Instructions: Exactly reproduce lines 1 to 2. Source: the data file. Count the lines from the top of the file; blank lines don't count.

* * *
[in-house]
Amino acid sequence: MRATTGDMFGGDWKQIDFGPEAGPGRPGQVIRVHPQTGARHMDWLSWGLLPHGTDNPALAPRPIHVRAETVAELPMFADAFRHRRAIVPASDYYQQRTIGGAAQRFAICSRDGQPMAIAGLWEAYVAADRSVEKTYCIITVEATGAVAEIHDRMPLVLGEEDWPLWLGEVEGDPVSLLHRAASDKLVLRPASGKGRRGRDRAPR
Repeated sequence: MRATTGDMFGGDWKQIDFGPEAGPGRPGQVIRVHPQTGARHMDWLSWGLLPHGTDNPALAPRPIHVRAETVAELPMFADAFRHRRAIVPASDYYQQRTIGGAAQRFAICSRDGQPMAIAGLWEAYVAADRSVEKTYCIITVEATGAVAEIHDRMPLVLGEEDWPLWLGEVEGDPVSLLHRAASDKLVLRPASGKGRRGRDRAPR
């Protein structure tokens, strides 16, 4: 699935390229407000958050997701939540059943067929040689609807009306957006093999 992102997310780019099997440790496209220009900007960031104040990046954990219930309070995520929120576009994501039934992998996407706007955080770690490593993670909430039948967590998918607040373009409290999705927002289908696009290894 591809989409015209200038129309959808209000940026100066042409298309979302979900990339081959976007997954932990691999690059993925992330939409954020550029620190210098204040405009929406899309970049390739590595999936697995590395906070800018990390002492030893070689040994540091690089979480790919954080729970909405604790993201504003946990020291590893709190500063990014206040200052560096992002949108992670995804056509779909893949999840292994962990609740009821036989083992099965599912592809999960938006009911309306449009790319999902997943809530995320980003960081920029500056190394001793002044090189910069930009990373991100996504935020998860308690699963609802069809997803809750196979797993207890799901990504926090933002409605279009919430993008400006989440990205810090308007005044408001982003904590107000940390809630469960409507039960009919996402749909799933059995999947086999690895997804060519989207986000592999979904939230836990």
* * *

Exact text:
[in-house]
Amino acid sequence: MRATTGDMFGGDWKQIDFGPEAGPGRPGQVIRVHPQTGARHMDWLSWGLLPHGTDNPALAPRPIHVRAETVAELPMFADAFRHRRAIVPASDYYQQRTIGGAAQRFAICSRDGQPMAIAGLWEAYVAADRSVEKTYCIITVEATGAVAEIHDRMPLVLGEEDWPLWLGEVEGDPVSLLHRAASDKLVLRPASGKGRRGRDRAPR